The author of Women and Madness (1972) looks back with a sharp eye at her sometimes-contentious engagement with the second-wave feminist revolution launched in the 1960s.
Working from evidently voluminous diaries, Chesler (Emerita, Psychology and Women’s Studies/CUNY; Islamic Gender Apartheid: Exposing a Veiled War Against Women, 2017, etc.) constructs a frequently scattered and highly entertaining account of her undomesticated life. Born in 1940 and brought up in Brooklyn by Orthodox Jewish immigrant parents, she rebelled early and often and was delighted to find fellow rebels among other mid-20th-century feminists. Though she made some lasting friends, her delight wasn't enduring, and she devotes much of the book to settling scores with former friends and delineating the “incomprehensibly vicious behavior among feminist leaders.” She was scorned by many of her peers because she was a “man junkie” and “hopelessly straight.” Readers familiar with figures like Gloria Steinem and Andrew Dworkin will either be delighted or appalled by gossipy accounts of consciousness-raising groups where, for example, lesbian activist Jill Johnston “cried and made a scene—she actually threw potato chips at us—then left and refused to return.” Chesler describes one of her comrades as a “lesbian lush” and another as “a hot Jewish tamale.” Those who don't already know the major players are likely to be confused, since the author tends to drop names without much elaboration. Some of her claims—e.g., that “every woman I knew had had an abortion”—strain credulity, and the chapter titles suggest the author’s chatty, rapid-fire approach to narrative: “Fame Hits Hard, Thousands of Letters Arrive, I Marry Again”; “I Travel the Wide World, Pray at the Western Wall, and Come to the Aid of Lesbian-Feminists Under Siege in Mississippi.”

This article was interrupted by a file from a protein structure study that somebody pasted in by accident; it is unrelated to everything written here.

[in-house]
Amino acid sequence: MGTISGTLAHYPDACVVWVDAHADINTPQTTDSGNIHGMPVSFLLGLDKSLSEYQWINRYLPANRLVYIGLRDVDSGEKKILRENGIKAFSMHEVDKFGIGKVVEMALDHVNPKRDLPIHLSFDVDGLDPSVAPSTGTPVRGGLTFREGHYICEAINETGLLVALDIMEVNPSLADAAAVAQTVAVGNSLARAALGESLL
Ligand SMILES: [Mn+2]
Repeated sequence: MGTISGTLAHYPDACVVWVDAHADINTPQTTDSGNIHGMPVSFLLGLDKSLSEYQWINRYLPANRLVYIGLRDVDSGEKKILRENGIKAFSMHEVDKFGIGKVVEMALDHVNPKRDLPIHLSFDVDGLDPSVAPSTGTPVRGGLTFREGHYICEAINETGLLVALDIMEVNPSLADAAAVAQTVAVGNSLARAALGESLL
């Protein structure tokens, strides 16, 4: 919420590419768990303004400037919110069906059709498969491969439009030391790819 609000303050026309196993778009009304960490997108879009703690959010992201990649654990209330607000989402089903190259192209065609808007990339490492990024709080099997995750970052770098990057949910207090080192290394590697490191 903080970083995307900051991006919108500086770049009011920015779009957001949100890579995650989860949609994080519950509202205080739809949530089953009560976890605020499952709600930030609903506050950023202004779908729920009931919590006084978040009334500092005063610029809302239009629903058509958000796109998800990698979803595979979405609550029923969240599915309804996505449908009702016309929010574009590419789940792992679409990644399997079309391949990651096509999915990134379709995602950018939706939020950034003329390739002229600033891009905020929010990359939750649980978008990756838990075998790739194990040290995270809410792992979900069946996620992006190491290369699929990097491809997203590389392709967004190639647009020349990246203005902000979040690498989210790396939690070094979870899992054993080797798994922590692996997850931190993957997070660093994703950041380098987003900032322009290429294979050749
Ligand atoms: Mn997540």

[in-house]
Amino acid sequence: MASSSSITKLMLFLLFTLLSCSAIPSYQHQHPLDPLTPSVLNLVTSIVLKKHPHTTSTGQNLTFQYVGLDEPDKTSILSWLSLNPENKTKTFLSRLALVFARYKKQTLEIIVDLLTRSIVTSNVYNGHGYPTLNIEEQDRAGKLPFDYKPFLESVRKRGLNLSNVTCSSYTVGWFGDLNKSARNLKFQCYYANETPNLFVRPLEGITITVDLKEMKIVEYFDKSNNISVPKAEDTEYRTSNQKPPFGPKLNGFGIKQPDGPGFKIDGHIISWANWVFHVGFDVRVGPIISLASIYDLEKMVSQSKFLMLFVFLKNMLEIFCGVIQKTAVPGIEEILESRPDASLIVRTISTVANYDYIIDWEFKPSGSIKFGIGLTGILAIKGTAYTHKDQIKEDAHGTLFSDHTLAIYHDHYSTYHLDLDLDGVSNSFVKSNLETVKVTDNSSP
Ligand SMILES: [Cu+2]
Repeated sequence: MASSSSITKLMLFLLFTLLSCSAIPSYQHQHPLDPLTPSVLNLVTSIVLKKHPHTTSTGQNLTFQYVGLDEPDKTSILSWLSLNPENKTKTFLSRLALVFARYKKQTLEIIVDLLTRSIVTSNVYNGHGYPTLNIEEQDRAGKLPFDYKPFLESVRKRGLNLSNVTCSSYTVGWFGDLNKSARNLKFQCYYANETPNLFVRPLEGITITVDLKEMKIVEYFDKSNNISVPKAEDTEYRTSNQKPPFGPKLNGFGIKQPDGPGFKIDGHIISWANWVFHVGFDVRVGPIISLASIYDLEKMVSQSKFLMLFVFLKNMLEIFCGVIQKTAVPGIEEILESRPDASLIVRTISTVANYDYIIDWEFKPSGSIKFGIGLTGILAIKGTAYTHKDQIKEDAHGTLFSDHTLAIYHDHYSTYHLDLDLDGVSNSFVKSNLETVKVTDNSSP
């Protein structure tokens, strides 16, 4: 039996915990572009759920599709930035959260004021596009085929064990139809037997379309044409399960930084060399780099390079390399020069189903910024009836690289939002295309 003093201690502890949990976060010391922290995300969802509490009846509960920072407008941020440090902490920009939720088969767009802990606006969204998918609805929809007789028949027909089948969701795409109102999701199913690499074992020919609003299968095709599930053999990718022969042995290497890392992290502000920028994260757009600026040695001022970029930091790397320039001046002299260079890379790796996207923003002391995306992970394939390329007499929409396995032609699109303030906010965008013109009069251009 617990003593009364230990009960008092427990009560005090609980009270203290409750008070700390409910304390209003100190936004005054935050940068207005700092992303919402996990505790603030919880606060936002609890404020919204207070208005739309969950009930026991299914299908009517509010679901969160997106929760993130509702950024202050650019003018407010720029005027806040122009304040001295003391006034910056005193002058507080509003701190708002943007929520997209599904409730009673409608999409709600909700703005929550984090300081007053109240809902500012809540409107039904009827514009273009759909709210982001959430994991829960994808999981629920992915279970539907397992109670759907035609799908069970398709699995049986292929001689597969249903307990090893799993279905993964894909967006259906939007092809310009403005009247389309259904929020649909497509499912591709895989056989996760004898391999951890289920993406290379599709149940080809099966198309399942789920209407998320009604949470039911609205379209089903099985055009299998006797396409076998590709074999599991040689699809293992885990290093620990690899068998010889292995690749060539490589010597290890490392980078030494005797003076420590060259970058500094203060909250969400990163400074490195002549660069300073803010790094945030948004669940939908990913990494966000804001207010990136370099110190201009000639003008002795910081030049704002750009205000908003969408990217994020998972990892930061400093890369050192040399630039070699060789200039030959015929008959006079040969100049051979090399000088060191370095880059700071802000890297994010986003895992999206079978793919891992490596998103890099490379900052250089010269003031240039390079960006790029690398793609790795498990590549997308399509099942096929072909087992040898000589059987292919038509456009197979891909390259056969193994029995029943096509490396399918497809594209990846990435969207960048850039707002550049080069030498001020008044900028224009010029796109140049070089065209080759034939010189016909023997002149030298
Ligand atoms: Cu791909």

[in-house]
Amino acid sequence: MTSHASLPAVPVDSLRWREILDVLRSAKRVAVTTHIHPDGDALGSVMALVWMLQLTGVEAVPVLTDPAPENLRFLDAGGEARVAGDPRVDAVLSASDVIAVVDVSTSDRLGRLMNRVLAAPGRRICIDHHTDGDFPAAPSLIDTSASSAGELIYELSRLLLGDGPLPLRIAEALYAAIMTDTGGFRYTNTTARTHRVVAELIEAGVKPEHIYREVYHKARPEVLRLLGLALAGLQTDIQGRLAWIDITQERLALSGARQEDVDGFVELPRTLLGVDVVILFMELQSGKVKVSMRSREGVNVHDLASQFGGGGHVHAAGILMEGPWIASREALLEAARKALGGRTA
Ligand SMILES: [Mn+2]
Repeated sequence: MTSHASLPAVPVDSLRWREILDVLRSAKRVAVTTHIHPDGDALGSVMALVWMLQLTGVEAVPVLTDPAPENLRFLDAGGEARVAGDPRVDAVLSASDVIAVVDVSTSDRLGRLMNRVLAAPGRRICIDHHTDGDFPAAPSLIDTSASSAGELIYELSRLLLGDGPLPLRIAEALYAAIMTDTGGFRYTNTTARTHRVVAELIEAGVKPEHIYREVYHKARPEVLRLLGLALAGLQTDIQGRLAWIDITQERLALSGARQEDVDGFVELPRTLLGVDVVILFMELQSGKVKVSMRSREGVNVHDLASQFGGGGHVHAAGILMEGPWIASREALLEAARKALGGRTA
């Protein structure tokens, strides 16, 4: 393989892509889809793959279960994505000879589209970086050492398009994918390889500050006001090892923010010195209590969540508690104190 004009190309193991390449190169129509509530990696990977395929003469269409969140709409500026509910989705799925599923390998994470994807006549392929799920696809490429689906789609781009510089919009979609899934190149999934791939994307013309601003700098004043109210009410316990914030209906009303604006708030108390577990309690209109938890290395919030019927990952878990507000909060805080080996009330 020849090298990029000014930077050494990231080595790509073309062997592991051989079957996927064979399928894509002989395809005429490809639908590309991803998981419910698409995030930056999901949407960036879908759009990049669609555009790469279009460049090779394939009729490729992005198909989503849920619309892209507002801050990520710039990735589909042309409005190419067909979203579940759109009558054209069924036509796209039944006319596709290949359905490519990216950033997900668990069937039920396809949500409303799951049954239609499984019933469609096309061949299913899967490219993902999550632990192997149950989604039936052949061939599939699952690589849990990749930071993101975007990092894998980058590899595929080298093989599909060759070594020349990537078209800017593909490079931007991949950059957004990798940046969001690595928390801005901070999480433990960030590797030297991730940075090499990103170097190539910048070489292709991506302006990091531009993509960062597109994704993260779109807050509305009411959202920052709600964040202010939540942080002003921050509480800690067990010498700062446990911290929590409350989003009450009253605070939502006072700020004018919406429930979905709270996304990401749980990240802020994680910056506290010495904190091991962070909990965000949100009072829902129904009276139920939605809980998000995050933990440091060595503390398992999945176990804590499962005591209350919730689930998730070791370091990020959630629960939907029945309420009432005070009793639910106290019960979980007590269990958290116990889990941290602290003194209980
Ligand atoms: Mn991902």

Often scattershot but never boring, Chesler's memoir will raise more than a few hackles.